This sort of scenario has happened all over the world, with dozens of faiths, hundreds of ethnicities, and it always follows the same method: a group of people believes everyone should be like them, and is willing to use whatever tactics to get there. I see nothing different, at its heart, with your plot.

If you want to try and avoid it, get rid of the need to convert others. You could still have some squicky parts, but at least without a need to convert others there is far less room for psychological manipulation and coercion. 

~ Mod Lesya 

YGO-DSoD: on Seto, Pride and Soul.

So the two week airing of DSoD has come to pass. Luckily I got an Obelisk card on one of the days I went, but even after watching Dark Side of Dimensions twice, there was a nagging feeling that I might’ve forgotten something, so I took a memory walk to figure out what it was…

~ The following blog post covers some thoughts on Seto Kaiba in the movie ~

(It’s also sorta, lightly spoilerish. Read at your discretion…)

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Evermore: Why Beauty & the Beast lives on throughout generations

“Minutes turn to hours, days to years and gone. But when all else has been forgotten… Still our song lives on.”

Everyone knows the story: how a beautiful young woman fell in love with a hideous beast, lifting a 10-year-long curse from his castle and all who lived there. This is as the song goes, “A tale as old as time”, and anyone who’s anyone would have at least watched this Disney classic at least once. Though I’d like to believe we all managed to watch it more times that we would like to admit. 

But Beauty and the Beast is more than just a love story; a romance between two different people who at first hated each other but eventually grew fond of one another. No. There’s more to this story than what meets the eyes and the most recent live-action remake showed us exactly that and even made us realize what made us love this tale so much in the first place.

I grew up watching Disney films. These stories are the borders of my childhood; the foundation of my beliefs apart from the things taught by parents and teachers. Beauty and the Beast basically taught me never to judge a book by its cover. Funny I should say that considering Belle is portrayed as a bookworm. But it’s true that the tale taught us the value of beauty and how it is not determined by appearance but found within.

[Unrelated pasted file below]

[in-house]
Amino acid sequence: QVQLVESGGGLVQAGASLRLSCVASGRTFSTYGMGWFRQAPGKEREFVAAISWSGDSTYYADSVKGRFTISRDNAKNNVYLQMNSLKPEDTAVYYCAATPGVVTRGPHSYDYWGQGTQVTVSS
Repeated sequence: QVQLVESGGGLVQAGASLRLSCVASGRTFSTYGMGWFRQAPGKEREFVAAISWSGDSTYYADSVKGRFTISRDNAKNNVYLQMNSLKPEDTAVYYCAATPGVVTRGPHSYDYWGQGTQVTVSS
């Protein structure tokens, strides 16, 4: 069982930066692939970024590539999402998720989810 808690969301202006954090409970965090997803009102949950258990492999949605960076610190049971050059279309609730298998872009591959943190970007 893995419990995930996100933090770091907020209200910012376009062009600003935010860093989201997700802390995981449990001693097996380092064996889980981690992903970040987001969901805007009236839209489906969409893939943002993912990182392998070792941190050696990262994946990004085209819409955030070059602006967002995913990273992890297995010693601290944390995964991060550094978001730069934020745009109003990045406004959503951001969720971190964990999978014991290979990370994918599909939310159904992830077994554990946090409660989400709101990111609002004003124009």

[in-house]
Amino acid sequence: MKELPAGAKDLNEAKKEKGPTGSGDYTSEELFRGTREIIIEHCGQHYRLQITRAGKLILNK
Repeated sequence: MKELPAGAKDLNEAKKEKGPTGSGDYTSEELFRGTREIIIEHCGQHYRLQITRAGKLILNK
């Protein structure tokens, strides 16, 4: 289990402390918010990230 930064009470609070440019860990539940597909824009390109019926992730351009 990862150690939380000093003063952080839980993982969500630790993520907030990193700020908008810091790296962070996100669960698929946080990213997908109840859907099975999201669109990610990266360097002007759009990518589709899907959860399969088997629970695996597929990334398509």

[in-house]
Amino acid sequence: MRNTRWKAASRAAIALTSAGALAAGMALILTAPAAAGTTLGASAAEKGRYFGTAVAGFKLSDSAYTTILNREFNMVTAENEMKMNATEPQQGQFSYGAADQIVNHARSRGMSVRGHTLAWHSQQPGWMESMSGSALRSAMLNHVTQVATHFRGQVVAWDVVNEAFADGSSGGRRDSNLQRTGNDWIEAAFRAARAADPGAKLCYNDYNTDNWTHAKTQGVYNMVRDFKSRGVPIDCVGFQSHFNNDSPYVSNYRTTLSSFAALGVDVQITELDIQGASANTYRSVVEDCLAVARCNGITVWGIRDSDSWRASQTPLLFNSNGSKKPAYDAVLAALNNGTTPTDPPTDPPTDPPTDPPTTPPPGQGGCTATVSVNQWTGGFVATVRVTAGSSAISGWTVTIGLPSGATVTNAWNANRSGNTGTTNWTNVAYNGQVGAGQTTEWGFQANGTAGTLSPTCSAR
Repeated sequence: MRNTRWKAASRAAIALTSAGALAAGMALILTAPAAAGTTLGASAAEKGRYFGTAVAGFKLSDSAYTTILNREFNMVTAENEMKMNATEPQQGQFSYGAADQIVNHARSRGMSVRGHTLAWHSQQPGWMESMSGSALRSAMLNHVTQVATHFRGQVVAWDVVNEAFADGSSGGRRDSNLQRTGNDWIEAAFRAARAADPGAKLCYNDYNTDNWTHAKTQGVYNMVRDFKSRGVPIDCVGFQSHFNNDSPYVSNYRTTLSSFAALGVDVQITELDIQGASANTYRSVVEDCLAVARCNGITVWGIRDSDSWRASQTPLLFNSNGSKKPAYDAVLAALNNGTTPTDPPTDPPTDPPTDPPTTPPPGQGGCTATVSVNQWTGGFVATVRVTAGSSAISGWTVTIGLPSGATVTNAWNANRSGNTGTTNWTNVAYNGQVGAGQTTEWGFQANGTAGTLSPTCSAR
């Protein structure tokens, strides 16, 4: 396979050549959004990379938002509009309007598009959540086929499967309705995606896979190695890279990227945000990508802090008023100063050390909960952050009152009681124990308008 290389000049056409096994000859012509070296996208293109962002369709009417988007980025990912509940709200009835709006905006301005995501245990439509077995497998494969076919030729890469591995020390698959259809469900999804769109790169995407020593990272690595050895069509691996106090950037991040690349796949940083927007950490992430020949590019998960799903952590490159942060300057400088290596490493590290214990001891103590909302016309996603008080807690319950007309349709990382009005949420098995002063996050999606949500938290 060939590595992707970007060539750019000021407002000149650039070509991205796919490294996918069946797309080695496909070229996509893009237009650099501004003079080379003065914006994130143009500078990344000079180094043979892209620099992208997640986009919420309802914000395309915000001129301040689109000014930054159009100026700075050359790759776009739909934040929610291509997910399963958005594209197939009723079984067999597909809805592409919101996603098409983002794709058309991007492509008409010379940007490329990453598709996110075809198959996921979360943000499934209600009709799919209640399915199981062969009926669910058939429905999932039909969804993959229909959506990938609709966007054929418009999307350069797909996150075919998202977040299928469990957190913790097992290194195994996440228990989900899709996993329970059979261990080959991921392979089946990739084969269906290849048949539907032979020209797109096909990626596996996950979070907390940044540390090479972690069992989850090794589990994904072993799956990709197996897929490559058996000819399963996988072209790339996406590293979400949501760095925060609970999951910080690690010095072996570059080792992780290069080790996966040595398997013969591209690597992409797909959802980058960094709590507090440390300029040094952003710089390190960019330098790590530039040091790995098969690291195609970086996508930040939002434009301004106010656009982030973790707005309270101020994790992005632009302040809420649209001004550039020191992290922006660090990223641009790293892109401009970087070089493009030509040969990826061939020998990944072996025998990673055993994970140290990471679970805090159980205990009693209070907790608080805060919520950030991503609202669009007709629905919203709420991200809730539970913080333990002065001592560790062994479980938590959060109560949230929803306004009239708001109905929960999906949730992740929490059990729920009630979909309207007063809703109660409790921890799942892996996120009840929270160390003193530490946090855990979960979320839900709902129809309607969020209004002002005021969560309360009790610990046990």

This is such a timely theme, considering we live in a world where physical beauty is so important. People strive to be beautiful—to stay beautiful. Judging by the countless beauty advertisements, movie actors and actresses that glitter under lights like stars, we have truly built a “beautiful world.”

Though from another perspective, is it really a beautiful world when there is so much wickedness going on? There are wars being fought; injustices prevailing; evil and insecurities residing in people’s minds and hearts. The world may look beautiful on the outside, but what about on the inside? In order to make this words truly beautiful, people must learn not to let hate rule in their hearts; to be good. I believe everyone is ‘innately good’, no one was born bad… much like the Beast who was only influenced by his cruel father, turning him heartless and unkind. 

People — mostly girls should also be more accepting of themselves. A lot of girls find it hard to tell themselves that they are beautiful, even more so to accept compliments from others. It is sad but this world has made its own standards of beauty which we have fooled ourselves into believing. If you think about it, it’s quite ridiculous to have a common standard for beauty since it’s subjective. We all have different perspectives. Best to keep that in mind next time you look into a mirror.